By Kareyst Lin
Nov. 22, 2016
Singapore's telecoms regulator can now direct telcos and building owners to resolve their disputes over the installation of telecoms equipment, with the passing of a Bill in Parliament.
The bill sets out ways in which the Infocomm Media Development Authority (IMDA) can direct building owners to co-operate. This includes providing rent-free rooftop space for installing telecom equipment, local media The Straits Times reported on 10 November 2016.
Disputes have consistently surfaced as building owners are reluctant to provide space to the three local telcos - Singtel, Starhub, and M1 - for such installations, Minister for Communications and Information Dr Yaacob Ibrahim said in Parliament on 10 November.
IMDA receives about 30 objections by building owners each year.
"IMDA has faced many practical challenges with building managers that have delayed timely deployments in the buildings they manage," Dr Yaacob said during the second reading of the Telecommunications (Amendment) Bill.
Such delays affect mobile signal coverage and quality not just for users in the building, but also neighbouring buildings due to Singapore's "dense urban environment." Therefore, greater regulatory oversight is needed, he said.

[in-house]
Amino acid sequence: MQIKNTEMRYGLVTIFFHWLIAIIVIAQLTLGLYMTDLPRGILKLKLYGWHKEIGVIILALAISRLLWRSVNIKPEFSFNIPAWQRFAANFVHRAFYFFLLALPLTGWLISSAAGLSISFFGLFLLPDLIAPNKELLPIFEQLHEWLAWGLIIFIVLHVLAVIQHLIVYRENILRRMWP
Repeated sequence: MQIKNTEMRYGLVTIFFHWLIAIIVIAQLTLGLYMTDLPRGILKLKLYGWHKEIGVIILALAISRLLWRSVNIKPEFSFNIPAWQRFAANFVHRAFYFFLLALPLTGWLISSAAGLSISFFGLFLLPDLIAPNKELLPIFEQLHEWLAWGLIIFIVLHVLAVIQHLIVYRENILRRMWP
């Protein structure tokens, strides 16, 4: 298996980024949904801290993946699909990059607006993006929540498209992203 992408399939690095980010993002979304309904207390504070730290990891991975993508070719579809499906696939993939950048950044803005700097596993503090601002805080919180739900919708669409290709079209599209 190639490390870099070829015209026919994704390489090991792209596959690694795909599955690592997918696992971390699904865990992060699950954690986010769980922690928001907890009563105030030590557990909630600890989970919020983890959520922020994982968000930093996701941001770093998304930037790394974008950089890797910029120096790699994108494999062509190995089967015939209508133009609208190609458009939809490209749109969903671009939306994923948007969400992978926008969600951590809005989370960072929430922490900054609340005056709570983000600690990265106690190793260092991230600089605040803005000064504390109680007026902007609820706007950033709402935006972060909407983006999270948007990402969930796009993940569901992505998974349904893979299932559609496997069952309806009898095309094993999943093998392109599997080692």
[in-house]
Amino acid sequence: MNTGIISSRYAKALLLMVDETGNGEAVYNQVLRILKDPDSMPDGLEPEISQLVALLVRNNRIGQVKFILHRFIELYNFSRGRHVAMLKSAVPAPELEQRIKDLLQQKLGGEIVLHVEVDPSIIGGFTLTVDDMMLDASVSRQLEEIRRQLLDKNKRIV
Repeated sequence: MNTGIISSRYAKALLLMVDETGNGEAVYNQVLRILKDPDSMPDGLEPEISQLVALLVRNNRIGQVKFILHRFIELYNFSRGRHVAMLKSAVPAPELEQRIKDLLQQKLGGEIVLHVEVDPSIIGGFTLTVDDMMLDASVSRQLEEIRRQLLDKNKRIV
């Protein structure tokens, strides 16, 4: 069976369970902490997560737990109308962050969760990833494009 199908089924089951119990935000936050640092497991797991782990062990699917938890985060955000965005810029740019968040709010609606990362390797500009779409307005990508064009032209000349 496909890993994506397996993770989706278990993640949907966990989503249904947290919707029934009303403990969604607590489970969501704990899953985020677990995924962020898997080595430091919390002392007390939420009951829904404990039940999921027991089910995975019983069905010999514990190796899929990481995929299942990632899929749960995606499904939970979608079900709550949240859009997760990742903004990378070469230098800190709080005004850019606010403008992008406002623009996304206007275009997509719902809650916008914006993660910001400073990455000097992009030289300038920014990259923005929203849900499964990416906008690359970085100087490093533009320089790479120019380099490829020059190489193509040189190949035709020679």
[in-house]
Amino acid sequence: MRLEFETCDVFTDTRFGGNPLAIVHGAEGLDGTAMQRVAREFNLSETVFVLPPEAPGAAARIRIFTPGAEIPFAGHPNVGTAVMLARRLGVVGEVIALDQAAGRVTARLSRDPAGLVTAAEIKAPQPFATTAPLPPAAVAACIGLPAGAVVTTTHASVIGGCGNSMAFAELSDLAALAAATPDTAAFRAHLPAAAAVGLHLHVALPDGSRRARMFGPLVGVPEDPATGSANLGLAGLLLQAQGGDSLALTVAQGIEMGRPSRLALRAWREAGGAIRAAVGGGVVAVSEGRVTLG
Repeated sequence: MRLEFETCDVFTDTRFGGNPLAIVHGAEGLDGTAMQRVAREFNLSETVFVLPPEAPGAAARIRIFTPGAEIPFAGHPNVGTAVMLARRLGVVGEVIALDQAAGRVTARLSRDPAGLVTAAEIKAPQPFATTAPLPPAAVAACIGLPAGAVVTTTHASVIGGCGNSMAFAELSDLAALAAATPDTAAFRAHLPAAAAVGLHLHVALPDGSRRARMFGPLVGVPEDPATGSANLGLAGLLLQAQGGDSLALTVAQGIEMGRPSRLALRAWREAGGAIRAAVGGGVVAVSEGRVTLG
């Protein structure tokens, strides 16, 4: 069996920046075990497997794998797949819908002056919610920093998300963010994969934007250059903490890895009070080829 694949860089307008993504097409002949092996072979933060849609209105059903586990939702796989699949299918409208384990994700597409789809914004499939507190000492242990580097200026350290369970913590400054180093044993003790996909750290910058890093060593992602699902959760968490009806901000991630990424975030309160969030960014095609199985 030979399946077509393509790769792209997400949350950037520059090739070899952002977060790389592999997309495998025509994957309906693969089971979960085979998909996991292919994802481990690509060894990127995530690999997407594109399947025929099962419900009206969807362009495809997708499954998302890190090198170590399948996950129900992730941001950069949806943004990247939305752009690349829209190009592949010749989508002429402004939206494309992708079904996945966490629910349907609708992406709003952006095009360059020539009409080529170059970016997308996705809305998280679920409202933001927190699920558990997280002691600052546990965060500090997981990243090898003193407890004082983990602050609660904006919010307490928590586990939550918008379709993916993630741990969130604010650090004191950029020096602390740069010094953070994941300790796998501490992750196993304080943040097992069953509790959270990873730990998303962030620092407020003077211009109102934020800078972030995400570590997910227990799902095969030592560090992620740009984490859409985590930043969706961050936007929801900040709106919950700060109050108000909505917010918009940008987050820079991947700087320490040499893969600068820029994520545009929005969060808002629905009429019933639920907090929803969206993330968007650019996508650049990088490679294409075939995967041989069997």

Building owners can no longer tie up exclusively with any telco companies
There have also been instances where end users may not have the freedom to access the telco services of their preferred operators. This "should not be the case" in a liberalised sector, Yaacob noted.
Hence, the bill allows IMDA to prohibit building owners from tying up exclusively with any player for telecommunications services. This is so that the tenants would not be denied of their choice of telcos.
Even if an exclusive agreement had been signed, it can be breached as directed by IMDA if it was deemed to be working against the public's interest.
In addition, the bill also contains a provision for a new Alternative Dispute Resolution (ADR) scheme.
It is to help customers of telcos resolve their problems with billing, contracts, service quality, and compensation. Consumers pay significantly less than turning to courts or Small Claims Tribunal to force telcos to come to the table for settlement.